JoeWoodworker
JoeWoodworker Veneer
The Official Website of this Non-Professional Woodworker ™

Part 1
Introduction

Welcome
Veneering Basics

14 Good Reasons
Vacuum Press Uses
Vacuum Press Options
Overview

Questions & Answers
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Part 2a (Option 1 of 2)
Project: V2 Venturi Press

About Project: V2
Parts List
Build the Manifold
Build the Reservoirs
Assemble the Venturi
Make the Carrier
Wire the Press
Testing and Adjusting
Mods and Options
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Part 2b (Option 2 of 2)
Project: EVS Pump Press

About Project: EVS
Parts List
Pump Selection
Build the Manifold
Build the Sub-Manifold
Build the Reservoirs
Make the Carrier
Final Assembly
Wire the Press
Testing and Adjusting
Mods and Options
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Part 3
Vacuum Bagging

Vacuum Bag Basics
Polyurethane vs. Vinyl
DIY Vacuum Bags (A)
DIY Vacuum Bags (B)
Connect the Bag
Bag Closures
Bag Platens
Breather Mesh
Maintenance
DIY Frame Press

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Part 4
Veneer Information

About Veneer
Veneering Glossary
Veneering Myths
Backer Veneer

Veneer Glues
Veneering Tips
Substrate Materials
Flattening Veneers
A Sharp Veneer Saw
Jointing Veneers
Taping Veneers
Dealing with Defects
Curing Glued Panels
Veneering w/o Vacuum
Hammer Veneering
Iron-On Veneering
Veneer Storage
Amazing Bookmatches
Copper Veneer Guide
Paperbacked Veneer

Edgebanding Guide
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Part 5
Miscellaneous Info

Vacuum Forming
Vacuum Chucking
Vacuum Clamping
Vacuum Clamp Matrix
Vacuum Infusing
DIY Vacuum Manifold
Vacuum Press Gallery 1
Vacuum Press Gallery 2
Veneering FAQ
Veneer Glue FAQ
The Vac FAQ
Copper Veneer FAQ
Downloads (PDF's)

VeneerSupplies.com

Vacuum Veneering - Tips, Tricks, and More

Curing A Glued-Up Panel - Tips to Prevent Warping

Most types of cold press glues require only 1 hour in the press to set the bond between the veneer and the substrate. However, the actual curing of the adhesive can take several hours once the panel is removed from the vacuum bag. Don't make the mistake of leaving a veneered panel in the vacuum bag for longer than an hour if you are using a standard cold press veneer glue. Learn more about this concept here.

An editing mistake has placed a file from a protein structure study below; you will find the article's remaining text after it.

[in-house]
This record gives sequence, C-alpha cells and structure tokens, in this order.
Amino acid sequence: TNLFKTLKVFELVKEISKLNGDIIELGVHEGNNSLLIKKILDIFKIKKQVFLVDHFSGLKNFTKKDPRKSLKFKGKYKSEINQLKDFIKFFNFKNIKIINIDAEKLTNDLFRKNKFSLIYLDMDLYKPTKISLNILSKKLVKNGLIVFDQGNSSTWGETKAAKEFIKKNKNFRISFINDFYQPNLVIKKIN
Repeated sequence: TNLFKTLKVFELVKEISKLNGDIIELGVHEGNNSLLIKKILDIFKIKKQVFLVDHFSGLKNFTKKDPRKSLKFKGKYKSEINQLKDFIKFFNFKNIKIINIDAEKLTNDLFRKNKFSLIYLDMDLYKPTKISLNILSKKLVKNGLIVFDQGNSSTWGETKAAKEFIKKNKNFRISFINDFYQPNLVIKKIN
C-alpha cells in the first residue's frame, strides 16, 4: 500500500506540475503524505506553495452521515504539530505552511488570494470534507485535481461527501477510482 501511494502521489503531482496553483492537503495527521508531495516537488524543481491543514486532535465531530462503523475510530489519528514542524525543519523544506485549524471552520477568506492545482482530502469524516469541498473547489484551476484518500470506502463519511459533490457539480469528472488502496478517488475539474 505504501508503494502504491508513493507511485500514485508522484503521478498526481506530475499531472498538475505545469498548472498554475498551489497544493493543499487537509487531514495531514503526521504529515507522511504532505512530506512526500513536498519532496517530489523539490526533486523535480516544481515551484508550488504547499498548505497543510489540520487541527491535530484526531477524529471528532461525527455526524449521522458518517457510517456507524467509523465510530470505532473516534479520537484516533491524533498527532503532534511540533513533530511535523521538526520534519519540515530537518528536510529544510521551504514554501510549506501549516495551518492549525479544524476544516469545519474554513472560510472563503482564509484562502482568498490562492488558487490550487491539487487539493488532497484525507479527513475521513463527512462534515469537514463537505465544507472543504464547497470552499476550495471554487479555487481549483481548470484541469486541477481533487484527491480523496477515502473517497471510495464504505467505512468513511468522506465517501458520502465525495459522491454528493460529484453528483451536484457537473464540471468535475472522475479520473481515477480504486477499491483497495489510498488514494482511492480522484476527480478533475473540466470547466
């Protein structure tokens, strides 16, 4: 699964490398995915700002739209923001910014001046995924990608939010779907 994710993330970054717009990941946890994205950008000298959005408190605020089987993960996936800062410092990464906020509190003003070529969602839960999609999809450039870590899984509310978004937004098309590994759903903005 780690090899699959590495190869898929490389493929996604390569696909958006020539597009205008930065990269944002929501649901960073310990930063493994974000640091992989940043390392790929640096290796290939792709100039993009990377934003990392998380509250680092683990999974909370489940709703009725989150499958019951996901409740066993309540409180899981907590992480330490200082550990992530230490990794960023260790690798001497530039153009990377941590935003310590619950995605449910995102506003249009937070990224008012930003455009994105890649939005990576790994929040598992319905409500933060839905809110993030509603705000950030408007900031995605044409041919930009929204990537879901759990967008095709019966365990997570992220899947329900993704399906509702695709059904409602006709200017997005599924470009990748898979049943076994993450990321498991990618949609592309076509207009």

Here's a rookie mistake that I've made more times than I should even mention. When you've finished pressing the veneered panel, don't be tempted to take it out and toss it on the workbench. The glue on the top surface will continue to dry while the underside, being starved for air, will remain uncured. This will result in a warped panel. Even thick substrates will warp if cured incorrectly!

The warping happens when the veneer (which has slightly expanded from the moisture of the glue) begins to shrink as the adhesive dries and cures. The glue has its grip when the panel begins drying so it is pulling the project board in the direction of the shrinking movement. When the pull is even on both sides, the panel stays flat. Think of it as a race between both sides of the panel. You want both sides to arrive at the finish line at the same time.

After removing a glued up veneer from the press, store the panel on a flat surface with ½" dowels or ½" PVC pipe under it and space them 8 to 12 inches apart. Wait at least 4 hours for the glue to fully cure. If you are extra worried about the panel not staying flat, then place additional dowels on top of the veneered panel with a scrap board on top. This will even out the curing speed of the glue so that both sides dry at the exact same rate.

  • For drying a smaller panel, use a few spring clamps to suspend the veneered panel from a ½" dowel, as shown.
     
  • Generally speaking, thinner substrates warp faster and more perceptibly.
     
  • Substrates less than ½" will warp slightly if they are not finished or at least framed in a wood border within a few days of pressing. You can also keep the panel flat by placing it on a flat surface with a flat board and some weight on top.
     
  • If you have no immediate use for a veneered panel but choose to make one anyway, allow it to cure for a day and then store it between two flat boards. This will minimize any warping.
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